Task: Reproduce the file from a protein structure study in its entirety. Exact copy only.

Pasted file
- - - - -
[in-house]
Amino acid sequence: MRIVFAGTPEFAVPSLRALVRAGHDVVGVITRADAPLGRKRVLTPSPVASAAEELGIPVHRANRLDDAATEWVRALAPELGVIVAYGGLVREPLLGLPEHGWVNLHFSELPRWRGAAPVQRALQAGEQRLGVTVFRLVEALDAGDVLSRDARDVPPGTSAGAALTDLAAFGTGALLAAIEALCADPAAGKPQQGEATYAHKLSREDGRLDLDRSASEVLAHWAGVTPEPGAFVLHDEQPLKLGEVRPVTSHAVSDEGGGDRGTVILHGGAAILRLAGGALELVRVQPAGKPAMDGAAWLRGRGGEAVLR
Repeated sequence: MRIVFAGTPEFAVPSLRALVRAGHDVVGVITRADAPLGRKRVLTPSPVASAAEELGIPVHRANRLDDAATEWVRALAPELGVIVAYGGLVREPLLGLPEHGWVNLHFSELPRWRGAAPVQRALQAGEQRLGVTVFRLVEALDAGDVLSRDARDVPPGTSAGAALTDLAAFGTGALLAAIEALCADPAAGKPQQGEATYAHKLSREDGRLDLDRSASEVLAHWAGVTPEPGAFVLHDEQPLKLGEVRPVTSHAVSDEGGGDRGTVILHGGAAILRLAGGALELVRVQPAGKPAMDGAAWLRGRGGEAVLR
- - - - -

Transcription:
[in-house]
Amino acid sequence: MRIVFAGTPEFAVPSLRALVRAGHDVVGVITRADAPLGRKRVLTPSPVASAAEELGIPVHRANRLDDAATEWVRALAPELGVIVAYGGLVREPLLGLPEHGWVNLHFSELPRWRGAAPVQRALQAGEQRLGVTVFRLVEALDAGDVLSRDARDVPPGTSAGAALTDLAAFGTGALLAAIEALCADPAAGKPQQGEATYAHKLSREDGRLDLDRSASEVLAHWAGVTPEPGAFVLHDEQPLKLGEVRPVTSHAVSDEGGGDRGTVILHGGAAILRLAGGALELVRVQPAGKPAMDGAAWLRGRGGEAVLR
Repeated sequence: MRIVFAGTPEFAVPSLRALVRAGHDVVGVITRADAPLGRKRVLTPSPVASAAEELGIPVHRANRLDDAATEWVRALAPELGVIVAYGGLVREPLLGLPEHGWVNLHFSELPRWRGAAPVQRALQAGEQRLGVTVFRLVEALDAGDVLSRDARDVPPGTSAGAALTDLAAFGTGALLAAIEALCADPAAGKPQQGEATYAHKLSREDGRLDLDRSASEVLAHWAGVTPEPGAFVLHDEQPLKLGEVRPVTSHAVSDEGGGDRGTVILHGGAAILRLAGGALELVRVQPAGKPAMDGAAWLRGRGGEAVLR